mon08aug6:30 pmYG Lecture: James Wyatt’s Forgotten Masterpiece: The Speaker’s House at Westminster, 1794-1834In-person lecture by Murray Tremellen6:30 pm The Georgian Group, 6 Fitzroy Square, FitzroviaBook Now
This lecture has been rescheduled for Monday 8th August. £15 (£10 YGs) The Palace of Westminster – home of Britain’s Houses of Parliament – is one of the country's most famous and
This lecture has been rescheduled for Monday 8th August.
£15 (£10 YGs)
The Palace of Westminster – home of Britain’s Houses of Parliament – is one of the country’s most famous and recognisable buildings. The current Palace complex, constructed in the mid-nineteenth century, has become so iconic that the original, medieval Palace has been largely forgotten in popular memory. In recent years, the University of York has undertaken several research projects to reveal more about the architectural history of the old Palace. Our speaker’s PhD, now in its final stages, focuses specifically on the development of the first Speaker’s House during the early nineteenth century.
In 1794, the Speaker of the House of Commons was granted the use of a large townhouse within the Palace complex. From 1802, this house was completely remodelled by celebrity architect James Wyatt, as part of a wider programme to expand and modernise the Palace complex. Wyatt made the bold decision to construct his new buildings in castellated Gothic style, thus breaking from more than a century of classical dominance in British public building projects. However, by the dawn of the Victorian era Wyatt’s reputation was in decline, and his work was unceremoniously swept away following the 1834 fire at Westminster.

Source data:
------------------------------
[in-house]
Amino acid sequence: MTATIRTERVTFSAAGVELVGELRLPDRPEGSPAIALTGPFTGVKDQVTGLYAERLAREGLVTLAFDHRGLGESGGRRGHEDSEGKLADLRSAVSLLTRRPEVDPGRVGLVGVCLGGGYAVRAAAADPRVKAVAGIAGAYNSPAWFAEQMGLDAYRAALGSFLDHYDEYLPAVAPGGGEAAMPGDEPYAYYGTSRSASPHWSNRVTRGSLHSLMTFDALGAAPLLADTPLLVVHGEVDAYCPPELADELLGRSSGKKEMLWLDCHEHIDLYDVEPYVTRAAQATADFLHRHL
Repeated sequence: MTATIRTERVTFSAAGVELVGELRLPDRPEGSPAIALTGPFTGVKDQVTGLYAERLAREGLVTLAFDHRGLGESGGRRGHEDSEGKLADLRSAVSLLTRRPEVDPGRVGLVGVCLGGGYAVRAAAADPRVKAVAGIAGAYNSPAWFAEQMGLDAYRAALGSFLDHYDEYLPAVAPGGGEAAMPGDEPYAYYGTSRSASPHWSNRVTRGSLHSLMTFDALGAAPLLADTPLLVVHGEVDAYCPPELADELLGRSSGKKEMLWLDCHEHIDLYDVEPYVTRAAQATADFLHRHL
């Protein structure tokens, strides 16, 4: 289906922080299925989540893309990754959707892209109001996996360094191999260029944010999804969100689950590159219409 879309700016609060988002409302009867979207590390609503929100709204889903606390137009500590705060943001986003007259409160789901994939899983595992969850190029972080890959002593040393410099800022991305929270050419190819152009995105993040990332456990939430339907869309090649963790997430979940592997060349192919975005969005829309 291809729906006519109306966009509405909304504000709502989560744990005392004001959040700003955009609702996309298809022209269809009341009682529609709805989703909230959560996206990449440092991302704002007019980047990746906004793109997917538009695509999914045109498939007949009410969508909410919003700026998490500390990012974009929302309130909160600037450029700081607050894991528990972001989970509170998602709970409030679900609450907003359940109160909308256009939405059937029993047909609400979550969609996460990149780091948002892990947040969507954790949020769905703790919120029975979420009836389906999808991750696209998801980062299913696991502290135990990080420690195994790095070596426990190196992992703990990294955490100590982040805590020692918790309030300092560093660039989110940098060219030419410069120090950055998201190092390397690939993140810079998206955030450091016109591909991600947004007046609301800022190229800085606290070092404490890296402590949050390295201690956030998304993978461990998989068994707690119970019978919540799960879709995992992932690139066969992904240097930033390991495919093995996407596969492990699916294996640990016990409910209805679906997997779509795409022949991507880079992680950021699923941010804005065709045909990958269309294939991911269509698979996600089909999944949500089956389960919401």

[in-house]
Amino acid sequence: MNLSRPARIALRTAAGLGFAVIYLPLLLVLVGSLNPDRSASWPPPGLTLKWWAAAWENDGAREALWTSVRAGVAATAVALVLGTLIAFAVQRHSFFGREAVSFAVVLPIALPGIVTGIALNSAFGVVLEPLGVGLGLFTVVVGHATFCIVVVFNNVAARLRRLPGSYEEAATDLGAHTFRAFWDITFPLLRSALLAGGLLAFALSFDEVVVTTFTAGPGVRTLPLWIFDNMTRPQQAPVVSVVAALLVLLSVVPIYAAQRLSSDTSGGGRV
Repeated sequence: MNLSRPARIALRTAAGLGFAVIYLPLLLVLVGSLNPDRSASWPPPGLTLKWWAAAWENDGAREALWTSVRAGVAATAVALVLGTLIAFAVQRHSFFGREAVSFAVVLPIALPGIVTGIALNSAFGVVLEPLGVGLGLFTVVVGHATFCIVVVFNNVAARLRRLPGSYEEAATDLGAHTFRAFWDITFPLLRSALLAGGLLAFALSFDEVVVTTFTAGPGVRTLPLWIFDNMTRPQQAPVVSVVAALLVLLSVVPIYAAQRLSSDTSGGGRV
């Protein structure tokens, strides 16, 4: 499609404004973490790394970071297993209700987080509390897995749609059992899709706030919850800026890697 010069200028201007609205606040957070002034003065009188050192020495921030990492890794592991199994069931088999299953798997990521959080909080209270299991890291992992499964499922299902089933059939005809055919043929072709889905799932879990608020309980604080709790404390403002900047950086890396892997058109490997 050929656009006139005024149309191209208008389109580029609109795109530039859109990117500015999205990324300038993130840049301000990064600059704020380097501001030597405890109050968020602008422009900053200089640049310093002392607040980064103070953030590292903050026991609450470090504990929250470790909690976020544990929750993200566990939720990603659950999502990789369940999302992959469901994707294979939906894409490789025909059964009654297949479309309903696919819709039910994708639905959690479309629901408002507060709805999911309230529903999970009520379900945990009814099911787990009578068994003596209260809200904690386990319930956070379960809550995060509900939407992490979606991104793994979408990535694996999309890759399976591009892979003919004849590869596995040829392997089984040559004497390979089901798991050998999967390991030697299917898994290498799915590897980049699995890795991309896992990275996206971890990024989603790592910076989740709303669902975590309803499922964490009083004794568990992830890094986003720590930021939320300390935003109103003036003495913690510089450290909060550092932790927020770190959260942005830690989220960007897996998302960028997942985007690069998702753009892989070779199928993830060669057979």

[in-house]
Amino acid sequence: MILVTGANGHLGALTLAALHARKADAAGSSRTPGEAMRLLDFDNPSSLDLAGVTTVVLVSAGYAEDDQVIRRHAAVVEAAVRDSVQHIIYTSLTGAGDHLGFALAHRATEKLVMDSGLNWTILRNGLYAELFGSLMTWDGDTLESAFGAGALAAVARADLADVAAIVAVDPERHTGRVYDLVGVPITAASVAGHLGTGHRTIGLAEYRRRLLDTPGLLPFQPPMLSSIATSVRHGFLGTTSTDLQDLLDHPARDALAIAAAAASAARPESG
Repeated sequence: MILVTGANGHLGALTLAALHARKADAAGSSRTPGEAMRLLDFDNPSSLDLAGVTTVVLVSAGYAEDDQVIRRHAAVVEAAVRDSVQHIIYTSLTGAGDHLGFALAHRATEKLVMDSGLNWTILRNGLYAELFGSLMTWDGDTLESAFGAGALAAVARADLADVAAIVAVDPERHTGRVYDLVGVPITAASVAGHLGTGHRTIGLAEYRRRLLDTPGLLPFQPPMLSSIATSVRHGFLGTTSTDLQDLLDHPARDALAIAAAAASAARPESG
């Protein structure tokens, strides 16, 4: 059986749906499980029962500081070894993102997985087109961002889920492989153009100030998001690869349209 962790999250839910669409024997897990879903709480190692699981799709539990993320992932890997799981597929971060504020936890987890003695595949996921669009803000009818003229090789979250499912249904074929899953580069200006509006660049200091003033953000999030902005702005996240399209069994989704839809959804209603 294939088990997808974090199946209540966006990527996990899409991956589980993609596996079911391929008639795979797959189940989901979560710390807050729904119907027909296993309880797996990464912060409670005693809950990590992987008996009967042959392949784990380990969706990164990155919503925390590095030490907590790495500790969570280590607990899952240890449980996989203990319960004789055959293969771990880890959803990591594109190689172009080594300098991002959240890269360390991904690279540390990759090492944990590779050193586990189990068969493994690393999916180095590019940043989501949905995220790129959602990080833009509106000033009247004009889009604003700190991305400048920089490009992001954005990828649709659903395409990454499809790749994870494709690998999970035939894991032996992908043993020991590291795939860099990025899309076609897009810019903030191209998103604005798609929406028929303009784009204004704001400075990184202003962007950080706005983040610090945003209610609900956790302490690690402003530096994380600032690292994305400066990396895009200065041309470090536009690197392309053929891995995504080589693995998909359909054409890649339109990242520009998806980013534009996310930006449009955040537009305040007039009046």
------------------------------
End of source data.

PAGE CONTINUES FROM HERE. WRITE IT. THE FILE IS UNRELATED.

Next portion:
In this presentation, Murray Tremellen will explain how Wyatt transformed the Speaker’s House to suit the social and political objectives of its occupants. He will also set the house into the wider context of contemporary architectural developments at Westminster, and will argue for the significance of Wyatt’s work as a landmark moment in the progress of the Gothic Revival in Britain.
Murray Tremellen is a PhD candidate in the Department of History of Art at the University of York. His PhD research explores the history of the first Speaker’s House from both political and architectural perspectives. His wider interests span eighteenth-, nineteenth- and twentieth-century architecture; his MA dissertation research on the architecture of the Southern Railway has recently been published. Before starting his PhD Murray worked for the National Trust, latterly as Assistant House Steward at Uppark House & Garden, West Sussex.
The talks starts at 6.30pm, doors open from 6.15pm.
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(Image: Yale Center for British Art)